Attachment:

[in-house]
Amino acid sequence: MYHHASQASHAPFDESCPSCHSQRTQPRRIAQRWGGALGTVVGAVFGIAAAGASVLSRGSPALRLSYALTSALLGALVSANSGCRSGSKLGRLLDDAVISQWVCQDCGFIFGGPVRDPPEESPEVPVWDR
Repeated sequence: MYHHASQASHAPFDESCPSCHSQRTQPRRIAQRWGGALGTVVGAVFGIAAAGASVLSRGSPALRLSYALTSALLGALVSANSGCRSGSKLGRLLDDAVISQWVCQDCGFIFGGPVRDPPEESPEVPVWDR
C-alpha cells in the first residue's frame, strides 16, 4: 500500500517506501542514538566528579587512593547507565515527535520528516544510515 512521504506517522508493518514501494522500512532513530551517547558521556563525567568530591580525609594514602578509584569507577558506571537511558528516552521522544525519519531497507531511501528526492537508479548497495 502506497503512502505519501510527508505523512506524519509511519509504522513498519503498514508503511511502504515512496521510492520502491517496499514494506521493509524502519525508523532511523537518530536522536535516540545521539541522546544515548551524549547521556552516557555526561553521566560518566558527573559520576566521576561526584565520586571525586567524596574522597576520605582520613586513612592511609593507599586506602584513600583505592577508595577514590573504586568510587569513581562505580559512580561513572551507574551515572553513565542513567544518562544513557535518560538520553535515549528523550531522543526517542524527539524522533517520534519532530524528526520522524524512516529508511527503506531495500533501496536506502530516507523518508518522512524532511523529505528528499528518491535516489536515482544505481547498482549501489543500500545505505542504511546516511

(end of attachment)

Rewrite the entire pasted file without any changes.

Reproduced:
[in-house]
Amino acid sequence: MYHHASQASHAPFDESCPSCHSQRTQPRRIAQRWGGALGTVVGAVFGIAAAGASVLSRGSPALRLSYALTSALLGALVSANSGCRSGSKLGRLLDDAVISQWVCQDCGFIFGGPVRDPPEESPEVPVWDR
Repeated sequence: MYHHASQASHAPFDESCPSCHSQRTQPRRIAQRWGGALGTVVGAVFGIAAAGASVLSRGSPALRLSYALTSALLGALVSANSGCRSGSKLGRLLDDAVISQWVCQDCGFIFGGPVRDPPEESPEVPVWDR
C-alpha cells in the first residue's frame, strides 16, 4: 500500500517506501542514538566528579587512593547507565515527535520528516544510515 512521504506517522508493518514501494522500512532513530551517547558521556563525567568530591580525609594514602578509584569507577558506571537511558528516552521522544525519519531497507531511501528526492537508479548497495 502506497503512502505519501510527508505523512506524519509511519509504522513498519503498514508503511511502504515512496521510492520502491517496499514494506521493509524502519525508523532511523537518530536522536535516540545521539541522546544515548551524549547521556552516557555526561553521566560518566558527573559520576566521576561526584565520586571525586567524596574522597576520605582520613586513612592511609593507599586506602584513600583505592577508595577514590573504586568510587569513581562505580559512580561513572551507574551515572553513565542513567544518562544513557535518560538520553535515549528523550531522543526517542524527539524522533517520534519532530524528526520522524524512516529508511527503506531495500533501496536506502530516507523518508518522512524532511523529505528528499528518491535516489536515482544505481547498482549501489543500500545505505542504511546516511